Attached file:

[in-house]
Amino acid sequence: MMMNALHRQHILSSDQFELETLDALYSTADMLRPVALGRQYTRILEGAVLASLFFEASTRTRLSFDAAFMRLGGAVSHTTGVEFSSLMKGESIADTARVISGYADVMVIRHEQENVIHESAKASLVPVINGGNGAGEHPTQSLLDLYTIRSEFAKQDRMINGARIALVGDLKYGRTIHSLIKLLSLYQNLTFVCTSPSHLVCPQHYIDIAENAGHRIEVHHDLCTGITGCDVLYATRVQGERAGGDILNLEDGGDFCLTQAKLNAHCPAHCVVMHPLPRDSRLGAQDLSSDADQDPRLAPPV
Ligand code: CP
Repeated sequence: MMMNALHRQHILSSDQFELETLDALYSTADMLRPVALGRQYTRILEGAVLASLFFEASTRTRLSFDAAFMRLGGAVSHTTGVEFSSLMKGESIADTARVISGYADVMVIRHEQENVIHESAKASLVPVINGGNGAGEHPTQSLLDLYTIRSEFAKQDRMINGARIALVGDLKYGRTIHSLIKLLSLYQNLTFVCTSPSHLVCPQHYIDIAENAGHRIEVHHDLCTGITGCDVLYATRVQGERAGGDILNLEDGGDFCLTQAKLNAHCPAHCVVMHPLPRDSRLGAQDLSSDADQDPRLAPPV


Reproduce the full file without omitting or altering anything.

[in-house]
Amino acid sequence: MMMNALHRQHILSSDQFELETLDALYSTADMLRPVALGRQYTRILEGAVLASLFFEASTRTRLSFDAAFMRLGGAVSHTTGVEFSSLMKGESIADTARVISGYADVMVIRHEQENVIHESAKASLVPVINGGNGAGEHPTQSLLDLYTIRSEFAKQDRMINGARIALVGDLKYGRTIHSLIKLLSLYQNLTFVCTSPSHLVCPQHYIDIAENAGHRIEVHHDLCTGITGCDVLYATRVQGERAGGDILNLEDGGDFCLTQAKLNAHCPAHCVVMHPLPRDSRLGAQDLSSDADQDPRLAPPV
Ligand code: CP
Repeated sequence: MMMNALHRQHILSSDQFELETLDALYSTADMLRPVALGRQYTRILEGAVLASLFFEASTRTRLSFDAAFMRLGGAVSHTTGVEFSSLMKGESIADTARVISGYADVMVIRHEQENVIHESAKASLVPVINGGNGAGEHPTQSLLDLYTIRSEFAKQDRMINGARIALVGDLKYGRTIHSLIKLLSLYQNLTFVCTSPSHLVCPQHYIDIAENAGHRIEVHHDLCTGITGCDVLYATRVQGERAGGDILNLEDGGDFCLTQAKLNAHCPAHCVVMHPLPRDSRLGAQDLSSDADQDPRLAPPV